All Rick Nash has to do to have a successful season is deliver a Stanley Cup to the New York Rangers.
How's that for pressure?
The truth is that Nash will have plenty of teammates who are in a position to help him. Stars like Marian Gaborik, Brad Richards, Ryan McDonagh and Henrik Lundqvist.
However, when the Rangers were eliminated from the playoffs last year by the New Jersey Devils in the Eastern Conference, the perception was that the Rangers did not have enough goal scoring in the lineup.
That's why GM Glen Sather traded for Nash. The former Columbus Blue Jacket has averaged 32.1 goals in each of his nine seasons in the NHL.
Nash needs to become a dominant scorer in New York if the Rangers are going to win their first Stanley Cup since 1994.
Shea Weber, Nashville Predators
Shea Weber has been a first-team NHL All-Star in both of the last two seasons and a three-time participant in the All-Star game.
He is clearly one of the best defensemen in the game, and he has a booming shot from the point. He has scored 74 goals in the last four seasons.
The Nashville Predators nearly lost his services in the offseason when the Philadelphia Flyers signed Weber to a 14-year, $110 million offer sheet. The Predators matched the offer even though they are not a high-end revenue team.
GM David Poile knew the Predators could not afford to lose Weber after Ryan Suter left the team as a free agent and signed with the Minnesota Wild.
The heat will be on Weber to continue to produce and find a way to help make up for Suter's departure.
Taylor Hall, Edmonton Oilers
If the Edmonton Oilers are going to turn potential into production this season, they must lean on Taylor Hall to have a huge year.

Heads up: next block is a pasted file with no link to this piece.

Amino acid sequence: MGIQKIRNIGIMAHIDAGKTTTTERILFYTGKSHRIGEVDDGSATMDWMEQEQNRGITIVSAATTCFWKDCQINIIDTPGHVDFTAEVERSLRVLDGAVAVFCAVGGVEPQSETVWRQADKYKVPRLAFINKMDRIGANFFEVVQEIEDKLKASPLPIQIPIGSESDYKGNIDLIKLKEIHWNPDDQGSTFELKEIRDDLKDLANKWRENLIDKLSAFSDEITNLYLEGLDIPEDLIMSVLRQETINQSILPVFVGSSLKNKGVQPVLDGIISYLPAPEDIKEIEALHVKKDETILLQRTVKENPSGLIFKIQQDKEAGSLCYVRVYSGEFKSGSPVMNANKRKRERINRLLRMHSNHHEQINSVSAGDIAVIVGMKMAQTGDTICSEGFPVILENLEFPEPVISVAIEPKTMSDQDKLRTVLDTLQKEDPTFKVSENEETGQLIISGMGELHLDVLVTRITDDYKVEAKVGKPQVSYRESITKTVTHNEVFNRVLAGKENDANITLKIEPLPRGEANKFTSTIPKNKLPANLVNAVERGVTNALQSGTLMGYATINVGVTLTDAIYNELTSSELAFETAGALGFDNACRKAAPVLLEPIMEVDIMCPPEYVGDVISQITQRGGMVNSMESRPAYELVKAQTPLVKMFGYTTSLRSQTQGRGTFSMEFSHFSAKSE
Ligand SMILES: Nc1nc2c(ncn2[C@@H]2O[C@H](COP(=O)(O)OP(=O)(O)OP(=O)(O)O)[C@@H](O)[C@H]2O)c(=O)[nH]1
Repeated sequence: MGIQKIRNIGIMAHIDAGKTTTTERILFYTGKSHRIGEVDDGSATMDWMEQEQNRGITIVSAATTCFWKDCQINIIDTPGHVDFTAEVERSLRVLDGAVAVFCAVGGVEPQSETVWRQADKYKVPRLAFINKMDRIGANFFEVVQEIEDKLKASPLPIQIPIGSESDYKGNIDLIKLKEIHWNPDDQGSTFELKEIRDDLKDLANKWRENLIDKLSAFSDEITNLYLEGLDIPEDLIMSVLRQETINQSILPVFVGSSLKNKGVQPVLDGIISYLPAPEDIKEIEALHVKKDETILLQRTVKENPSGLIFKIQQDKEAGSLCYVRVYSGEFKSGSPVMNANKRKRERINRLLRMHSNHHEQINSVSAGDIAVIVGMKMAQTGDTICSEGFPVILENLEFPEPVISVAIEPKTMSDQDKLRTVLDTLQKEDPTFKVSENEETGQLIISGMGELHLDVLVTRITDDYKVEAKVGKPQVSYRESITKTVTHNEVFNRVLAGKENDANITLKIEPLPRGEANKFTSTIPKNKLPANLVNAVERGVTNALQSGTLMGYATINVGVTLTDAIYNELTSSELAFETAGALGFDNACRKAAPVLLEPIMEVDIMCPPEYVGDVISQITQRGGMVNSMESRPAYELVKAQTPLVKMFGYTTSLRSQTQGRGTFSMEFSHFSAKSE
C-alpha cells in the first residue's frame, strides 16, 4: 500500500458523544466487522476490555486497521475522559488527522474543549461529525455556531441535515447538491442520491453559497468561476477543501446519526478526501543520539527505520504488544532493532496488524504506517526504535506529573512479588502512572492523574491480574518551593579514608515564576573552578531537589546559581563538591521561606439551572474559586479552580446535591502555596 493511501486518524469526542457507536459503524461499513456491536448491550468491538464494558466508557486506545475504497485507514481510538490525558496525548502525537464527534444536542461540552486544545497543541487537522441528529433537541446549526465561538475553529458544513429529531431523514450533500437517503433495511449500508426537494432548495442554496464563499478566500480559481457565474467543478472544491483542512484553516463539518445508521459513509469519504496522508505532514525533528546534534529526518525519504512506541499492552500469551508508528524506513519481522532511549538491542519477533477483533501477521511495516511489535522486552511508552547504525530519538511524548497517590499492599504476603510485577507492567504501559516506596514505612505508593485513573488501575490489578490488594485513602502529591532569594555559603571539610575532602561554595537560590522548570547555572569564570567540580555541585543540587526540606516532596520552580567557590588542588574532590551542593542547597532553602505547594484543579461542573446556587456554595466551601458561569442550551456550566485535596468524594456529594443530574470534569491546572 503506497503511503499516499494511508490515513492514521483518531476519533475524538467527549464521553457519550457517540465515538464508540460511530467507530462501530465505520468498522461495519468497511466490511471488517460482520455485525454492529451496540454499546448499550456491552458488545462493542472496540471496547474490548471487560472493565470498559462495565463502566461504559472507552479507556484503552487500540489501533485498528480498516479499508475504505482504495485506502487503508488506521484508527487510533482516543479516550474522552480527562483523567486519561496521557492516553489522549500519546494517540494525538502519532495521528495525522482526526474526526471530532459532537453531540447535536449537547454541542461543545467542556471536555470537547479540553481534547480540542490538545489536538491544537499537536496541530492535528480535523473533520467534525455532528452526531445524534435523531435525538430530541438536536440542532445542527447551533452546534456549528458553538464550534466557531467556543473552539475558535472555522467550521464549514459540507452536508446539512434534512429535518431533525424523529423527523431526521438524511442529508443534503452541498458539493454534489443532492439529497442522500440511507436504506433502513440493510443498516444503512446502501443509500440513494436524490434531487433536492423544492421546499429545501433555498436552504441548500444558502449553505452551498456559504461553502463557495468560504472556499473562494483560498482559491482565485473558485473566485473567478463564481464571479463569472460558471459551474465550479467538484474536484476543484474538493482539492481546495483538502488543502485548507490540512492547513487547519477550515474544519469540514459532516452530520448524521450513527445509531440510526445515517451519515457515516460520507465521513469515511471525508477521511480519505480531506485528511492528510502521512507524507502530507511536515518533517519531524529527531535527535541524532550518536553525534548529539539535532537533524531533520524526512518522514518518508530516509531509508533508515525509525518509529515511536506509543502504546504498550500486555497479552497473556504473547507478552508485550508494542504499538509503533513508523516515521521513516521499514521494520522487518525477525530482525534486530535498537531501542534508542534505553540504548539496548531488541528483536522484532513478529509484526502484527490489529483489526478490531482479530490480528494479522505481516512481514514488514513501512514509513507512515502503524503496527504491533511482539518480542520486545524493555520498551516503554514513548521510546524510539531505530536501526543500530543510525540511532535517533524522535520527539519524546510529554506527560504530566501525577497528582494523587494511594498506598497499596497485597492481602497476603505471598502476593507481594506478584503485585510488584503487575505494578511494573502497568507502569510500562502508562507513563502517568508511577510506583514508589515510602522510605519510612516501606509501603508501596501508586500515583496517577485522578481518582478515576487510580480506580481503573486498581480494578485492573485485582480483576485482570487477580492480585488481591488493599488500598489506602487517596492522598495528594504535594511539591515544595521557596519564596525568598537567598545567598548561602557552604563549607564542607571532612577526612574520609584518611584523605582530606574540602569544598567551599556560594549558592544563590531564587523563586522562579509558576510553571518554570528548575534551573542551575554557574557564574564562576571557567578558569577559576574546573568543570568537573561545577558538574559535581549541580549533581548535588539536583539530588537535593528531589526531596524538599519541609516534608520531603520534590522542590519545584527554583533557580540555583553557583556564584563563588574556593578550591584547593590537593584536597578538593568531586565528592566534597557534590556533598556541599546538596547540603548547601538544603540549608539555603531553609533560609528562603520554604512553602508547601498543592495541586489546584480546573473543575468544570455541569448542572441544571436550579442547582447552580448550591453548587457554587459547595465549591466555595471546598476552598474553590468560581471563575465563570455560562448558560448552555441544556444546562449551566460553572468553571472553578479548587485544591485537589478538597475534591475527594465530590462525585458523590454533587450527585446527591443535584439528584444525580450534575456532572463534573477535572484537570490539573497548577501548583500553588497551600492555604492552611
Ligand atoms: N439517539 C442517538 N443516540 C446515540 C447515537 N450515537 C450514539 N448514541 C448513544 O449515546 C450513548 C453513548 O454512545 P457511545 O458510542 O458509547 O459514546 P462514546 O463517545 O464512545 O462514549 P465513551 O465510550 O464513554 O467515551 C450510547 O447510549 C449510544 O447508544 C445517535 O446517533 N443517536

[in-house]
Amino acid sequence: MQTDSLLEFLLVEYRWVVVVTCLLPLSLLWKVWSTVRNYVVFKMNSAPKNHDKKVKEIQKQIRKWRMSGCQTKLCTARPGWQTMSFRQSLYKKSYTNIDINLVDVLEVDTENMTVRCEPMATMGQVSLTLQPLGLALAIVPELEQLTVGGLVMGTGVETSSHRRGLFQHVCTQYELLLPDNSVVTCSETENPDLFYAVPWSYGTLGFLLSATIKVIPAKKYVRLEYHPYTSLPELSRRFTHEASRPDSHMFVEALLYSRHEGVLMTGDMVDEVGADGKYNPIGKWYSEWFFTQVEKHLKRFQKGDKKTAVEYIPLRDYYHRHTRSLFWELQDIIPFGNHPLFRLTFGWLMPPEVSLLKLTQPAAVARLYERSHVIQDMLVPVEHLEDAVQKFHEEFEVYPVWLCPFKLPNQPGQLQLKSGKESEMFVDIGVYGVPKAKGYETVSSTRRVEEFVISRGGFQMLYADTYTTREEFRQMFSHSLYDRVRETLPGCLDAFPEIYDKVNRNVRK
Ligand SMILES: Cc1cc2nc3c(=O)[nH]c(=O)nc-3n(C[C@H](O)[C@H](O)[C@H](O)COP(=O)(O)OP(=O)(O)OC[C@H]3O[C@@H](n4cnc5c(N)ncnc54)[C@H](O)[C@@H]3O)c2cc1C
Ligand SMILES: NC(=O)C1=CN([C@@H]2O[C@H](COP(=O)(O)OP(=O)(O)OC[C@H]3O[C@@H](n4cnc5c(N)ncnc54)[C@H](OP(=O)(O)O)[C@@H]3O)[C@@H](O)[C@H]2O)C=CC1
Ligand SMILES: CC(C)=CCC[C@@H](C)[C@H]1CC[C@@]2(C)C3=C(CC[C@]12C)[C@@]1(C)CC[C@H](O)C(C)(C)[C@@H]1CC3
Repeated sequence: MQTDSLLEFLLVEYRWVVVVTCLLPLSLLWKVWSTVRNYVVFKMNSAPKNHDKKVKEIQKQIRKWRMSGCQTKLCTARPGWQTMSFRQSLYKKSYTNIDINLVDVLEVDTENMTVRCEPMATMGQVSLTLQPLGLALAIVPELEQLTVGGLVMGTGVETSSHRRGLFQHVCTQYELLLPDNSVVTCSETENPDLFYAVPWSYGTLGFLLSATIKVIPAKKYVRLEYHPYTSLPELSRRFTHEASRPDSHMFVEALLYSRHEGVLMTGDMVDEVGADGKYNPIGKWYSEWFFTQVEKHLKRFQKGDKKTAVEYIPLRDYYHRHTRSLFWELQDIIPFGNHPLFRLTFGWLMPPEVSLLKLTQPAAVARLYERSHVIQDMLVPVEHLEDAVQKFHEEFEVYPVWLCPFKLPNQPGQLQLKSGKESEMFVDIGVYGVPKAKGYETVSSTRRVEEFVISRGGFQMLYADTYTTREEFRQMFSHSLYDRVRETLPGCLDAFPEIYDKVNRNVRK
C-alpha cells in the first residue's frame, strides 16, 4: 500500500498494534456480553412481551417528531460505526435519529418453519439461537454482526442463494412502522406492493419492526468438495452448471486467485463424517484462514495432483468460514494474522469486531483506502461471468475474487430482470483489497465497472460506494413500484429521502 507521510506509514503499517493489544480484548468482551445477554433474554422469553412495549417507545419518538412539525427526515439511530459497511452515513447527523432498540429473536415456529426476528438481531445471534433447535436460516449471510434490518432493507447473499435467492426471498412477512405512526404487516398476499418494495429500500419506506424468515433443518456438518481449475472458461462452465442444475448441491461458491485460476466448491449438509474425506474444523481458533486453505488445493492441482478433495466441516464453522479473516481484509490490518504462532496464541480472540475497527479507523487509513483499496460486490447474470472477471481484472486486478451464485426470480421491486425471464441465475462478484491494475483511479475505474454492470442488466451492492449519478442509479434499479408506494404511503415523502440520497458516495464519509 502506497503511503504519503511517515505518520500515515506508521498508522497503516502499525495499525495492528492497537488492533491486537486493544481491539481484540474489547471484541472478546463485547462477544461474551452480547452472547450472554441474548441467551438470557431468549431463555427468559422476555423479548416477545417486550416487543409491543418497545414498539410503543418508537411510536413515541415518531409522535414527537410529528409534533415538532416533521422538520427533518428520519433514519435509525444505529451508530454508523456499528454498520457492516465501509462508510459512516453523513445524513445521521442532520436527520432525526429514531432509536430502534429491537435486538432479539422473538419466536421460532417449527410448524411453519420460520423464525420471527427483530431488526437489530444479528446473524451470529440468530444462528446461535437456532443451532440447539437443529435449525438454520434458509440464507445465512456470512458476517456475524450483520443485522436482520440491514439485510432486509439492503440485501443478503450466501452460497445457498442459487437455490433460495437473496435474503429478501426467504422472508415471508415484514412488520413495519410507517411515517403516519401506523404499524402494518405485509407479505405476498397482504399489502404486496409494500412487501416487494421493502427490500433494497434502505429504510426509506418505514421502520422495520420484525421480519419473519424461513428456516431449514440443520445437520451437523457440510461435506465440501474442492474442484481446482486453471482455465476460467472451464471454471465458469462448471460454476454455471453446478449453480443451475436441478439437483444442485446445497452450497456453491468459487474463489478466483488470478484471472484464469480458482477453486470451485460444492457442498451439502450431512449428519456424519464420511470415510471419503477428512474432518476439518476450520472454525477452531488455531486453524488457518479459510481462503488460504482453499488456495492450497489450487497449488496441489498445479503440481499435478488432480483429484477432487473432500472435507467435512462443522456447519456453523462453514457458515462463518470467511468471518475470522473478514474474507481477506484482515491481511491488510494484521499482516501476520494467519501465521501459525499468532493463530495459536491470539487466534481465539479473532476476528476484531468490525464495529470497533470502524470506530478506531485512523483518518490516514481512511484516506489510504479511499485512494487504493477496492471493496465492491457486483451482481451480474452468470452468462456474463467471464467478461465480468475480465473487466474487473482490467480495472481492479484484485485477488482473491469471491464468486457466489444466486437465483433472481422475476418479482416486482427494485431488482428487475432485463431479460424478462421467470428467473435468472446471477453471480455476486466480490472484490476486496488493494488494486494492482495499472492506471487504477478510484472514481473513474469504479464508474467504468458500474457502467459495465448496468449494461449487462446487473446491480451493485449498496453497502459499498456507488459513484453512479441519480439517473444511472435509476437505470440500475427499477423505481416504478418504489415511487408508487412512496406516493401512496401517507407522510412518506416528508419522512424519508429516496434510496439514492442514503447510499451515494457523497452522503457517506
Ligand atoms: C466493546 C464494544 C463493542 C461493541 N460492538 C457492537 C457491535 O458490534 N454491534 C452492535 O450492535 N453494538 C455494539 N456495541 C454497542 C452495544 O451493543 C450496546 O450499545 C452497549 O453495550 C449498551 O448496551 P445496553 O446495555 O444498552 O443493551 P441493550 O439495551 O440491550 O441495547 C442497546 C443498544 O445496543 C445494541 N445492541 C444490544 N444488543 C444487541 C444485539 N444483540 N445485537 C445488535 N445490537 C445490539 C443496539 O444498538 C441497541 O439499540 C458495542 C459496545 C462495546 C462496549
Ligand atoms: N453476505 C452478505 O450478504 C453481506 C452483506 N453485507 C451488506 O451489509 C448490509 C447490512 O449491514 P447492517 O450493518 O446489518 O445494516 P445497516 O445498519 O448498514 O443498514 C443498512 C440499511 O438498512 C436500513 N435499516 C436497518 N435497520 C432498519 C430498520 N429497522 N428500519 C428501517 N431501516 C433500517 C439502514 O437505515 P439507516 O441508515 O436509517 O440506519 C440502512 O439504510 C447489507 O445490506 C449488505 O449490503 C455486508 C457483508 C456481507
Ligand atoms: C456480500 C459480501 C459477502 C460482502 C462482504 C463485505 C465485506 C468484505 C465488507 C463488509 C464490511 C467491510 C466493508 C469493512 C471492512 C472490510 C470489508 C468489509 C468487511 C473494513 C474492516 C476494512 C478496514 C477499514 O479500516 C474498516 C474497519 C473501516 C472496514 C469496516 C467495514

Hall doesn't have to do it by himself because the Oilers have explosive potential up and down their lineup.
Jordan Eberle has already reached star level after scoring 34 goals and 76 points last year. But Hall has to develop into the star he seemed destined to become when the Oilers drafted him with the No. 1 pick in the 2010 draft.
Hall has been a decent young player, scoring 22 and 27 goals in this first two seasons. But he needs to come roaring out of the gate and play like a stud if the Oilers are going to make the playoffs and cause damage once they get there.
Niklas Kronwall, Detroit Red Wings
There might be as much pressure on Niklas Kronwall of the Detroit Red Wings as any defenseman in the NHL
Kronwall was in Nicklas Lidstrom's powerful shadow during their time as teammates with the Wings. Lidstrom won seven Norris Trophies and a Conn Smythe Award.
Lidstrom has retired after a 20-year career.
Nobody is going to replace Lidstrom, but Kronwall is now the best defenseman on the Red Wings.
Kronwall is a hard-hitting defenseman who does everything well. He scored 15 goals and 21 assists last year.
However, he knows he has to step up his game.
He's not going to become another Lidstrom, but that won't keep fans from expecting him to raise his game significantly.